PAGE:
First LL-H students develop community garden | News, Sports, Jobs

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Garrett Neese/Daily Mining Gazette Lake Linden-Hubbell fifth-grade high school student Beau Hakala makes a presentation about his senior project at Monday’s Lake Linden-Hubbell Public Schools Board meeting Monday. Pictured, left to right, are Secretary Lori Ambuehl, Superintendent Brad Codere and President Patricia Burton.

LAKE LINDEN — A student from the early college program at Lake Linden High School made a presentation to the board about his graduation project Monday night.

Beau Hakala, a fifth-year student at Lake Linden, developed a community garden for his project.

The three-year program is a partnership with Gogebic Community College that began in 2015.

Hakala partnered with student Gabriel Poirier for the project. Seniors must complete a project of at least 15 hours of volunteer work to benefit the community before graduating.

They spoke with Poirier’s father, Bob Poirier, Linden Lake clerk, about the village’s needs. Their suggestions included cleaning up the village park or maintaining village buildings. Bob Poirier suggested a community garden, which had been discussed but never materialized.

“Once we heard that there was an idea for a community garden, but there had never been one, we decided to make building a community garden our main project,” Hakala said.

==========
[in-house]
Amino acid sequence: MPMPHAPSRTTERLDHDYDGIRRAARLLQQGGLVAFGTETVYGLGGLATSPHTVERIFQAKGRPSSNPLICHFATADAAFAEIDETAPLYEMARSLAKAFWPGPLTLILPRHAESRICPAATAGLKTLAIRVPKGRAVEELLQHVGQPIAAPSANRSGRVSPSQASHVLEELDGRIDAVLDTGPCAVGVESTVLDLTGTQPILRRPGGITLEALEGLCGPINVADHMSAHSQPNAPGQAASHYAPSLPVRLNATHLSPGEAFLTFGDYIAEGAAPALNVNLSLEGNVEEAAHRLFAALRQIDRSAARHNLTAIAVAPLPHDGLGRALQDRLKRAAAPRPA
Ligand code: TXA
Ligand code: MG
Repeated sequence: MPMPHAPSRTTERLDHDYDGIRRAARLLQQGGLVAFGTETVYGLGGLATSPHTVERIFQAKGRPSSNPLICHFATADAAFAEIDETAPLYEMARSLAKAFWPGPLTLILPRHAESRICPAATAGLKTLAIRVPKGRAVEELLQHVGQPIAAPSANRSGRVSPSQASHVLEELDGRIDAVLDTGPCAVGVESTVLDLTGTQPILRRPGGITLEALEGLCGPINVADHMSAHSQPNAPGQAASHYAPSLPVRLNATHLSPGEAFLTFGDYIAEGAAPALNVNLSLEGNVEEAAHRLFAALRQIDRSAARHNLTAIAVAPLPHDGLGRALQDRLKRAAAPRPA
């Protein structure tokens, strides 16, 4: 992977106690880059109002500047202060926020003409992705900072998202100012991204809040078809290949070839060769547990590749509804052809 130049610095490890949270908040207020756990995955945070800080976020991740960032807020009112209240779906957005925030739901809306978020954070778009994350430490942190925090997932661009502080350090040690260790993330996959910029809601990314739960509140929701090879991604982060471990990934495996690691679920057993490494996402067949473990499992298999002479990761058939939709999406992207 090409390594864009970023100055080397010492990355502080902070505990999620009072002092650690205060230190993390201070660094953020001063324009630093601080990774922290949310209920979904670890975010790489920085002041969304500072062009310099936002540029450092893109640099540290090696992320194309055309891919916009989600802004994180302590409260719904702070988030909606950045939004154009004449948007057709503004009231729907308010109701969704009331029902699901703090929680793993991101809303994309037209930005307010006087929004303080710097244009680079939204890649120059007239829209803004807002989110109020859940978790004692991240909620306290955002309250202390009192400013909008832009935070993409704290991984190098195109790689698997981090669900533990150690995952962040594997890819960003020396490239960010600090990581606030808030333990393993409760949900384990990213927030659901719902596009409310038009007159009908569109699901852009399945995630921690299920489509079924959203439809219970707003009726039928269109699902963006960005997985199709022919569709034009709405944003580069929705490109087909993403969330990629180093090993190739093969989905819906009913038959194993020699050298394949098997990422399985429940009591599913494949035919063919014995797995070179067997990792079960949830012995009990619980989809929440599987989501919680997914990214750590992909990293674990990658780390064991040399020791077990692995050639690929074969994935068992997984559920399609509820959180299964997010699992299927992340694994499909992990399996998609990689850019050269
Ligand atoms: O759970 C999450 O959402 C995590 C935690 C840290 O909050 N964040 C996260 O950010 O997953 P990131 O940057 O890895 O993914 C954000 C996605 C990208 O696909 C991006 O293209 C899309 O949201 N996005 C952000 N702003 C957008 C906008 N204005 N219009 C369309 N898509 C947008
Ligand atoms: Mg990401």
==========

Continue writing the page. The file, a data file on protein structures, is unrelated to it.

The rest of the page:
The village council and the town center development authority have both approved the project. The students researched community gardens online and spoke with people who run other gardens in the area. They chose four raised cedar beds, each measuring 4 feet wide, 8 feet long, and 2 feet high.

Using lumber donated by Houghton Building Supply, Hakala and Poirier constructed the beds for the Lake Linden Public Works garage. A village end loader hauled the 250-pound flowerbeds to the garden house near the Lake Linden School baseball field.

Residents learned about the gardens through the Village of Lake Linden newsletter. It opened last summer, with people planting tomatoes, cucumbers and other foods.

“We hope that the gardens will continue to be enjoyed by the people of the village and will then give people a place to grow fresh fruit and vegetables for years to come,” Hakala said.

The village is responsible for maintaining the garden. It will also be supervised by the organizer of the village farmers’ market.

More beds are possible in the future, Hakala said. Other future plans include putting up fencing to prevent deer from eating the plants.

In other actions, the council:

– Approved up to $2,500 in Margaret Jones Scholarships for the 2021-22 school year.

— Approved up to $3,000 in Irving Clouthier scholarships for the 2021-2022 school year.

– Approved the Copper Country Middle School District Great Start Readiness Program Agreement.

— Planning a scholarship committee meeting to award district scholarships.



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